Author(s): Tripathy MK, Mitra D, Tripathy MK, Mitra D
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Abstract Human Immunodeficiency Virus-1 (HIV-1) infection leads to CD4+ T cell depletion primarily by apoptosis employing both intrinsic and extrinsic pathways. Although extensive literature exists about the role of mitochondrial proteins in HIV induced T cell apoptosis, there is little understanding about the role of different components of mitochondrial oxidative phosphorylation (OXPHOS) system in apoptosis. The OXPHOS system comprises of five enzyme complexes (Complex I, II, III, IV, V), subunits of which have been implicated in various functions in addition to their primary role in energy generating process. Here using differential gene expression analysis, we report that Cytochrome Oxidase-II (COX-II), a subunit of Complex-IV is induced in HIV infected apoptotic T-cells. We also observe a temporal up regulation of this subunit across different T-cell lines and in human PBMCs. Further analysis indicates increase in expression of majority of Complex-IV subunits with concomitant increase in Complex-IV activity in HIV infected T cells. Silencing of COX-II expression leads to reduced apoptosis in infected T-cells, indicating its importance in apoptosis. Furthermore, our results also show that the activities of enzyme complexes I, II and III are decreased while those of Complex IV and V are increased at the time of acute infection and apoptosis. This differential regulation in activities of OXPHOS system complexes indicate a complex modulation of host cell energy generating system during HIV infection that ultimately leads to T cell apoptosis.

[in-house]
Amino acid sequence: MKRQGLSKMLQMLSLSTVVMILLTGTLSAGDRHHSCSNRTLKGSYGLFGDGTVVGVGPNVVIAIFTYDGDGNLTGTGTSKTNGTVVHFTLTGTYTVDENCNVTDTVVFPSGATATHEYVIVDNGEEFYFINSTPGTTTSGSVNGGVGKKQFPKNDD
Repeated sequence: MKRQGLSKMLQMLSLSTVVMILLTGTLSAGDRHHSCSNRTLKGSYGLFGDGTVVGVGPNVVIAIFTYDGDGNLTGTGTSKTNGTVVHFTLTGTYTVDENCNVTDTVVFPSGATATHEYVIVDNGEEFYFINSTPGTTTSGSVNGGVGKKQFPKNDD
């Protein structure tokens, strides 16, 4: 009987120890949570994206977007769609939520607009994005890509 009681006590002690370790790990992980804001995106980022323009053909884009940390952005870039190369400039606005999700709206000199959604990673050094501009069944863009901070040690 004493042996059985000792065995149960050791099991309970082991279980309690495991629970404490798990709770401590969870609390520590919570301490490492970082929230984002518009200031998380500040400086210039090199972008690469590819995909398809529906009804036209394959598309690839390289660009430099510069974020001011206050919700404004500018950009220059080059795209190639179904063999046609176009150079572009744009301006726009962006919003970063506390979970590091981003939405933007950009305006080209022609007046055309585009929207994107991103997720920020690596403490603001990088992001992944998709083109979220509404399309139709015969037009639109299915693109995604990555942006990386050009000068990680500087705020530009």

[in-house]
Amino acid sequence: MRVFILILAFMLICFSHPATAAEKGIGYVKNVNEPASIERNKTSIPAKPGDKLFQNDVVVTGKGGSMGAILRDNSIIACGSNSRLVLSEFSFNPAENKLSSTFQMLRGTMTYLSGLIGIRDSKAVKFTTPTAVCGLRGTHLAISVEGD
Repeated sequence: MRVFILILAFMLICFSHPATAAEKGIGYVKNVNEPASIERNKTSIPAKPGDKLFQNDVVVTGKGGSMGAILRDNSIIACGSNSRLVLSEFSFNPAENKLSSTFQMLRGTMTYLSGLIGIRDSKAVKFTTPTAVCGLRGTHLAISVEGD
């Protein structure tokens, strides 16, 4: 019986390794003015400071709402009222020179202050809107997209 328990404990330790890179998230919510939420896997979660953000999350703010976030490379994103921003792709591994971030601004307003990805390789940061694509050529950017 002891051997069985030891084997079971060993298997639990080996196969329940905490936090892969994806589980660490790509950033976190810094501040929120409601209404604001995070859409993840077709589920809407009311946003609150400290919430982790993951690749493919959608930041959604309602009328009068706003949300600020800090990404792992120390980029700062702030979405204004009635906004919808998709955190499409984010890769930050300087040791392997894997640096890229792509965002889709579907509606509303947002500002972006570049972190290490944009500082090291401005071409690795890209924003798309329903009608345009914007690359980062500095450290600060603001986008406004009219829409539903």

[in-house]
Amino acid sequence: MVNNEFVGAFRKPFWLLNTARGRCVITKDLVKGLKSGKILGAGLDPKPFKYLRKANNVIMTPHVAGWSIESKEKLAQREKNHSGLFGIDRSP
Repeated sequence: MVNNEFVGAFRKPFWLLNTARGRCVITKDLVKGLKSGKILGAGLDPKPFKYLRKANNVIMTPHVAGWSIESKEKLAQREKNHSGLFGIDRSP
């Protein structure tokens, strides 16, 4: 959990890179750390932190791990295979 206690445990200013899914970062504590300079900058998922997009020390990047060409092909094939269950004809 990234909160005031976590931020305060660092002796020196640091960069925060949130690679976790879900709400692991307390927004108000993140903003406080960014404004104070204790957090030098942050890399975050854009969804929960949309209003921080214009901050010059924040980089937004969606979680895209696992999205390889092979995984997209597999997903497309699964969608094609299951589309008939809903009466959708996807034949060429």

This article was published in Apoptosis
and referenced in Journal of AIDS & Clinical Research